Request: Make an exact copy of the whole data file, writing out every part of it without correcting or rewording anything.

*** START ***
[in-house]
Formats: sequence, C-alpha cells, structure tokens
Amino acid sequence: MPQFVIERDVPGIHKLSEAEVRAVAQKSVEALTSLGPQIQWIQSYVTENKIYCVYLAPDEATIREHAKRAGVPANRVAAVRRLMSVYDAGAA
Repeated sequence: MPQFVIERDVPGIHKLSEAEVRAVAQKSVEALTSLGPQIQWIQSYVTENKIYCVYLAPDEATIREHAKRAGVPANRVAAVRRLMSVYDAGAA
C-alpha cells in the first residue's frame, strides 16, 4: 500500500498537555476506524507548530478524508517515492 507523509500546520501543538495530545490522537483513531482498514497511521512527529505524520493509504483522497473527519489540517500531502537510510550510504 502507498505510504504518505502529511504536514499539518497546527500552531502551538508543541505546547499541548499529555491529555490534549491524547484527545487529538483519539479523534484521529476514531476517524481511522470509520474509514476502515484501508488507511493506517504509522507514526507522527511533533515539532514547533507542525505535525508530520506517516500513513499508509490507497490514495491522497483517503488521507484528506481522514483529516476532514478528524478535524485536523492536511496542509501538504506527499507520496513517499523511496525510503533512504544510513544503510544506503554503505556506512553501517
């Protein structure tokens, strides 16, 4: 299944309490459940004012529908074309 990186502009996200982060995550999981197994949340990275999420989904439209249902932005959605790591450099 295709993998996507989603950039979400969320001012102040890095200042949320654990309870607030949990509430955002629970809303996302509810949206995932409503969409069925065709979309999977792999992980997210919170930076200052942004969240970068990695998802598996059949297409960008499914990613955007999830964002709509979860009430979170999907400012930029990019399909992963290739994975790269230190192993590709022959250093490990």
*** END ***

[in-house]
Formats: sequence, C-alpha cells, structure tokens
Amino acid sequence: MPQFVIERDVPGIHKLSEAEVRAVAQKSVEALTSLGPQIQWIQSYVTENKIYCVYLAPDEATIREHAKRAGVPANRVAAVRRLMSVYDAGAA
Repeated sequence: MPQFVIERDVPGIHKLSEAEVRAVAQKSVEALTSLGPQIQWIQSYVTENKIYCVYLAPDEATIREHAKRAGVPANRVAAVRRLMSVYDAGAA
C-alpha cells in the first residue's frame, strides 16, 4: 500500500498537555476506524507548530478524508517515492 507523509500546520501543538495530545490522537483513531482498514497511521512527529505524520493509504483522497473527519489540517500531502537510510550510504 502507498505510504504518505502529511504536514499539518497546527500552531502551538508543541505546547499541548499529555491529555490534549491524547484527545487529538483519539479523534484521529476514531476517524481511522470509520474509514476502515484501508488507511493506517504509522507514526507522527511533533515539532514547533507542525505535525508530520506517516500513513499508509490507497490514495491522497483517503488521507484528506481522514483529516476532514478528524478535524485536523492536511496542509501538504506527499507520496513517499523511496525510503533512504544510513544503510544506503554503505556506512553501517
């Protein structure tokens, strides 16, 4: 299944309490459940004012529908074309 990186502009996200982060995550999981197994949340990275999420989904439209249902932005959605790591450099 295709993998996507989603950039979400969320001012102040890095200042949320654990309870607030949990509430955002629970809303996302509810949206995932409503969409069925065709979309999977792999992980997210919170930076200052942004969240970068990695998802598996059949297409960008499914990613955007999830964002709509979860009430979170999907400012930029990019399909992963290739994975790269230190192993590709022959250093490990």